The Endless, and Expensive, Quest for Rare Objects
— September 10, 2016
By Adam Alter
There’s a reason bourbon drinkers love Pappy. While most high-quality bourbon sits in a barrel for between eight and twelve years, Pappy ages for as much as twenty-three years. A bottle of top-shelf twelve-year-old bourbon sells for around a hundred dollars. Because the bourbon has aged for twice as long, two hundred and forty nine dollars, the list price for a bottle of Pappy twenty-three-year, doesn’t seem all that unreasonable.
But few people manage to buy Pappy at its list price. Unlike Jim Beam, which releases seven million barrels of bourbon each year, the Van Winkle family releases only seven thousand. The demand for Pappy is so high that most bottles are bought by resellers. On the resale market, bottles of Pappy twenty-three-year go for as much as four thousand dollars apiece—sixteen times their list price. That extraordinary markup presents a mystery for economists. Pappy Van Winkle isn’t sixteen times better than its competitors. Instead, the bourbon’s rarity seems, in itself, to be a source of its value.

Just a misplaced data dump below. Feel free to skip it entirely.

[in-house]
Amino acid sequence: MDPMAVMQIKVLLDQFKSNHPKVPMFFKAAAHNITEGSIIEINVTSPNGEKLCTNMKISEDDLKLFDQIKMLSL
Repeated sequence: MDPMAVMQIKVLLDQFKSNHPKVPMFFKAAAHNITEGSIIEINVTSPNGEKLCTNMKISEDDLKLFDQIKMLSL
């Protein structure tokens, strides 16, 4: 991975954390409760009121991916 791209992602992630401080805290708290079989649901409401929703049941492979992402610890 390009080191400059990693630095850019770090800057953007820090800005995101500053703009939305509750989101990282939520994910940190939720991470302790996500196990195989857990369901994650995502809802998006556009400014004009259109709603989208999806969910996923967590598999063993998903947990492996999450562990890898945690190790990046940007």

Read the full article as published in The New Yorker.
Adam Alter is an Associate Professor of Marketing with affiliated appointment in the Psychology Department.